Princeton University is a private research university located in Princeton, New Jersey, United States. It is one of the eight universities of the Ivy League, and one of the nine Colonial Colleges founded before the American Revolution....

Foire Aux Questions

  • Une fois que vous êtes inscrit(e) pour un Certificat, vous pouvez accéder à toutes les vidéos de cours, et à tous les quiz et exercices de programmation (le cas échéant). Vous pouvez soumettre des devoirs à examiner par vos pairs et en examiner vous-même uniquement après le début de votre session. Si vous préférez explorer le cours sans l'acheter, vous ne serez peut-être pas en mesure d'accéder à certains devoirs.

  • No. All features of this course are available for free.

  • No. As per Princeton University policy, no certificates, credentials, or reports are awarded in connection with this course.

  • Our central thesis is that algorithms are best understood by implementing and testing them. Our use of Java is essentially expository, and we shy away from exotic language features, so we expect you would be able to adapt our code to your favorite language. However, we require that you submit the programming assignments in Java.

  • Part I focuses on elementary data structures, sorting, and searching. Topics include union-find, binary search, stacks, queues, bags, insertion sort, selection sort, shellsort, quicksort, 3-way quicksort, mergesort, heapsort, binary heaps, binary search trees, red−black trees, separate-chaining and linear-probing hash tables, Graham scan, and kd-trees.

    Part II focuses on graph and string-processing algorithms. Topics include depth-first search, breadth-first search, topological sort, Kosaraju−Sharir, Kruskal, Prim, Dijkistra, Bellman−Ford, Ford−Fulkerson, LSD radix sort, MSD radix sort, 3-way radix quicksort, multiway tries, ternary search tries, Knuth−Morris−Pratt, Boyer−Moore, Rabin−Karp, regular expression matching, run-length coding, Huffman coding, LZW compression, and the Burrows−Wheeler transform.

  • Weekly exercises, weekly programming assignments, weekly interview questions, and a final exam.

    The exercises are primarily composed of short drill questions (such as tracing the execution of an algorithm or data structure), designed to help you master the material.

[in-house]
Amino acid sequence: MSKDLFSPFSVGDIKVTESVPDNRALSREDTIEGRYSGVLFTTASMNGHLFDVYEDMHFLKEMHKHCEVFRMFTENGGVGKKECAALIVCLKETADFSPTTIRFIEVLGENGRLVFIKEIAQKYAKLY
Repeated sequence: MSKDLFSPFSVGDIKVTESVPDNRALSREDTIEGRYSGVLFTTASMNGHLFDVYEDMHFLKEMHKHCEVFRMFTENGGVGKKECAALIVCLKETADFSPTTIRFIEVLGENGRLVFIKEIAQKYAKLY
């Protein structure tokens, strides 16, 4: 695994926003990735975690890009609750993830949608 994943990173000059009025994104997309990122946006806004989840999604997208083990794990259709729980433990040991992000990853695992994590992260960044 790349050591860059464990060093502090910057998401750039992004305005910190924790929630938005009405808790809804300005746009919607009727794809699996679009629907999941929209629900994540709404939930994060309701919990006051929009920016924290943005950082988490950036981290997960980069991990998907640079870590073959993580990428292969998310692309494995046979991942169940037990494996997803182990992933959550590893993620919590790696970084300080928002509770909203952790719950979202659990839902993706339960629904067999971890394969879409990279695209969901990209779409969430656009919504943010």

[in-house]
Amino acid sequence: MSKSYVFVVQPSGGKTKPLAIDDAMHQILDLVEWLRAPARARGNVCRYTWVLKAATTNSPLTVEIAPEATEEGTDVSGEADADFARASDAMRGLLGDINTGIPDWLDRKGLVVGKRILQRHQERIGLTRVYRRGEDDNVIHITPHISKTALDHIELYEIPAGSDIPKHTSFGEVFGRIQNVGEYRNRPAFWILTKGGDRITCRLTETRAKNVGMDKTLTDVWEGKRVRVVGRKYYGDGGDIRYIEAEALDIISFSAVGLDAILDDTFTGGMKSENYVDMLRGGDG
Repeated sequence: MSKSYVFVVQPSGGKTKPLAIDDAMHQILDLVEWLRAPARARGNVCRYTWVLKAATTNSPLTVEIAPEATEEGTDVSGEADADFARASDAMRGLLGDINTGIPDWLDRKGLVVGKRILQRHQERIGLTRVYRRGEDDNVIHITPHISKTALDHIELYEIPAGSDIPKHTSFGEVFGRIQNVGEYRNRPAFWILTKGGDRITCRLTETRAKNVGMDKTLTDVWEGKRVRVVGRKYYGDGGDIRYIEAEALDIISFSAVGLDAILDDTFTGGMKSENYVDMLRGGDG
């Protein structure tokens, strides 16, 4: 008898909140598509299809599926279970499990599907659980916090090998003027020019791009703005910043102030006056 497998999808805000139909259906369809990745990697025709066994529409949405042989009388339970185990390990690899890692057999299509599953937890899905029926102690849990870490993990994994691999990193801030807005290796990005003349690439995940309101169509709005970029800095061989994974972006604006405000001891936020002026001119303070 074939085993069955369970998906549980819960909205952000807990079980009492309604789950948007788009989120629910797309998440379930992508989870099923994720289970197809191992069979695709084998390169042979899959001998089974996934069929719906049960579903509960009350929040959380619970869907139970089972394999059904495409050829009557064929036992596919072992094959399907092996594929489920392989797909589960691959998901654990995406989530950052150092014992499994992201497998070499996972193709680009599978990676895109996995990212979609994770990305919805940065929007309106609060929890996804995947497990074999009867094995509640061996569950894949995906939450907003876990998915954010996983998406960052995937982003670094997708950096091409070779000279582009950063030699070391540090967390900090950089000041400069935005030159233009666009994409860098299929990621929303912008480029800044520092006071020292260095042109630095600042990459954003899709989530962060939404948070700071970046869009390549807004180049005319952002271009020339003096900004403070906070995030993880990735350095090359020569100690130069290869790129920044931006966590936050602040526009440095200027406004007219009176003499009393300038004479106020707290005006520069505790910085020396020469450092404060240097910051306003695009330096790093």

The programming assignments involve either implementing algorithms and data structures (deques, randomized queues, and kd-trees) or applying algorithms and data structures to an interesting domain (computational chemistry, computational geometry, and mathematical recreation). The assignments are evaluated using a sophisticated autograder that provides detailed feedback about style, correctness, and efficiency.

    The interview questions are similar to those that you might find at a technical job interview. They are optional and not graded.

  • This course is for anyone using a computer to address large problems (and therefore needing efficient algorithms). At Princeton, over 25% of all students take the course, including people majoring in engineering, biology, physics, chemistry, economics, and many other fields, not just computer science.

  • The two courses are complementary. This one is essentially a programming course that concentrates on developing code; that one is essentially a math course that concentrates on understanding proofs. This course is about learning algorithms in the context of implementing and testing them in practical applications; that one is about learning algorithms in the context of developing mathematical models that help explain why they are efficient. In typical computer science curriculums, a course like this one is taken by first- and second-year students and a course like that one is taken by juniors and seniors.

D'autres questions ? Visitez le Centre d'Aide pour les Etudiants.